Last November, the well-known French doctor Jean-Yves Chauve gave us advice on how to combat seasickness onboard. This week, he is back with more useful advice about the importance of adequate sleep, especially for racers.
Dr. Chauve is a doctor who specialises in providing remote medical assistance to sailors and boat racers. He was involved in several high-profile cases in which he aided racers via telephone to avoid dangerous health situations.
A doctor’s advice about sleeping onboard
Offshore racers know this from experience: Sleep is a necessity to maintain vigilance. It is imperative for assuring good security and your own physical performance. Tests have proven that after 16 hours without sleep, your level of drowsiness is equivalent to a BAC of 0.5 g. This means that your level of concentration is substantially impaired.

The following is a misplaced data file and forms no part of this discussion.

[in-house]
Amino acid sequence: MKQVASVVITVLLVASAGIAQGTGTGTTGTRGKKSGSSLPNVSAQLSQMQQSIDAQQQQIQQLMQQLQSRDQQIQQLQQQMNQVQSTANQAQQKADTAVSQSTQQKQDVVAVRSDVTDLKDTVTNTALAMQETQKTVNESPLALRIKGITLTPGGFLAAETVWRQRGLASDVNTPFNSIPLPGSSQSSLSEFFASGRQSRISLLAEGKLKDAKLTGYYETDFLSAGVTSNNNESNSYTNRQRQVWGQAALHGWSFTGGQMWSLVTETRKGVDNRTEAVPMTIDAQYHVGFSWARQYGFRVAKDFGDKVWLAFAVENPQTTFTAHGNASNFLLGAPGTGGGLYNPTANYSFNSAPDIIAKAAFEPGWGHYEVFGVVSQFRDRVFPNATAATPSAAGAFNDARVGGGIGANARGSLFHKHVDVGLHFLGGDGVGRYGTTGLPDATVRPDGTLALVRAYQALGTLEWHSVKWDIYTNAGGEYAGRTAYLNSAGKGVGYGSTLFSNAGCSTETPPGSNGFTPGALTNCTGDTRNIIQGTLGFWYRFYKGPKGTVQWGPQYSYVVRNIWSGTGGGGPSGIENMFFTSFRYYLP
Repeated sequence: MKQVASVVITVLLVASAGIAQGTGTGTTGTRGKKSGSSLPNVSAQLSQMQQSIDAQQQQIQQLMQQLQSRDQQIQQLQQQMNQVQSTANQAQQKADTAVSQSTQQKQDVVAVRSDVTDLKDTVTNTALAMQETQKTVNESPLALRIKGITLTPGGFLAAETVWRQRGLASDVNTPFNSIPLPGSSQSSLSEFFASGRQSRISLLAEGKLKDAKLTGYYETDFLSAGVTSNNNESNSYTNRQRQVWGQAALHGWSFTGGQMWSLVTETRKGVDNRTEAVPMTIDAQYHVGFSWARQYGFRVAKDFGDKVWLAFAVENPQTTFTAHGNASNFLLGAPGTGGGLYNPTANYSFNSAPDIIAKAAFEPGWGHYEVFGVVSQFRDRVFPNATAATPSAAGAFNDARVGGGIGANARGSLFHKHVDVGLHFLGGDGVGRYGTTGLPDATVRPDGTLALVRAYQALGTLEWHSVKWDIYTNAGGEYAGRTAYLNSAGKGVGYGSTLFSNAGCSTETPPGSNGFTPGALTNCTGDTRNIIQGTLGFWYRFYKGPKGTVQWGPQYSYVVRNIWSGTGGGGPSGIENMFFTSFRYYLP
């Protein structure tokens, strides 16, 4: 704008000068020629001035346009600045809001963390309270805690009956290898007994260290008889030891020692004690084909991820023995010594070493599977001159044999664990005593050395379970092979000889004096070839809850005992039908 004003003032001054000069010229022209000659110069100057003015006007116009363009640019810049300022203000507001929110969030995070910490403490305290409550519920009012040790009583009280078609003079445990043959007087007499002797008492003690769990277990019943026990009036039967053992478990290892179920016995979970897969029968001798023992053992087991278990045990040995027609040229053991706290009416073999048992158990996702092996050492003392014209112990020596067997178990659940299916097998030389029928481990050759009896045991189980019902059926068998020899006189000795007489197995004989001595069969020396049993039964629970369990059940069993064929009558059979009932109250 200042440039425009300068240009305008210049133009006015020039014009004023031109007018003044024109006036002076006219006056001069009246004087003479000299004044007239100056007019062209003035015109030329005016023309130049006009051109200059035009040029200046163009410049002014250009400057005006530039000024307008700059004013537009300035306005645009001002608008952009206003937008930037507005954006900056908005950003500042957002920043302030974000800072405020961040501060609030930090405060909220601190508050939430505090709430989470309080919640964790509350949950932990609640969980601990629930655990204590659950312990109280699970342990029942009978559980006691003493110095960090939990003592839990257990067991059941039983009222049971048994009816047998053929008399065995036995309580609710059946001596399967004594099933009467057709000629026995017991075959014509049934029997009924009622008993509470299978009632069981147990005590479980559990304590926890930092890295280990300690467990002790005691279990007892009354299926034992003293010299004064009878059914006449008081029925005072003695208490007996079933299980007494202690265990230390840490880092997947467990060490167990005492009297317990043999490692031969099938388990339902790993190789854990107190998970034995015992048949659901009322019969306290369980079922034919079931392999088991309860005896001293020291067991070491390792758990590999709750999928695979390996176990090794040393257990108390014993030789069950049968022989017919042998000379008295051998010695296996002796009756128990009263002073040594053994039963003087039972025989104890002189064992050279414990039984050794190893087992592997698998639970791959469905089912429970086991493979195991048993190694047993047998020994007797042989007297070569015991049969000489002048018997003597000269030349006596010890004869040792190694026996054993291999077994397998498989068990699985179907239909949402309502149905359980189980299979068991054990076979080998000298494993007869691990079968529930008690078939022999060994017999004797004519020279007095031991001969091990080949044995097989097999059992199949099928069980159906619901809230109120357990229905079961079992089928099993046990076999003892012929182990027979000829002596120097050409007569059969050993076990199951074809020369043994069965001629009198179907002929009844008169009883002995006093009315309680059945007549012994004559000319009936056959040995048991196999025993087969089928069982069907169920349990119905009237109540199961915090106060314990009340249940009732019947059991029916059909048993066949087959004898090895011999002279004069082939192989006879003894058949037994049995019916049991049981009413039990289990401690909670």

It is therefore very important to have regular periods of sleep when navigating. To sleep effectively, you must be aware that throughout the day, there are times when one is predisposed to sleep. Yawning is a sign that the body sends to indicate that it is ready to sleep. This is the moment when you should try to sleep or take a nap.
How Long should I Sleep?
Sleep duration depends on the constraints of navigation. The ideal length would be to sleep for one a complete sleep cycle, which is from 30 minutes to 2 hours.
Otherwise, it can be useful to take short naps for 20 to 30 minutes. Napping regularly can be very effective for a few days. If napping is not possible, then there is the final option of “flash” naps, consisiting of just a few seconds of sleep.
When “real” sleep is impossible, this brief disconnection can allow the brain to de-stress, which is very important when engaging in such a physically demanding activity as navigating.
No matter what, make it a priority to get at least some sleep while onboard. Otherwise your judgement and physical ability will be significantly impaired.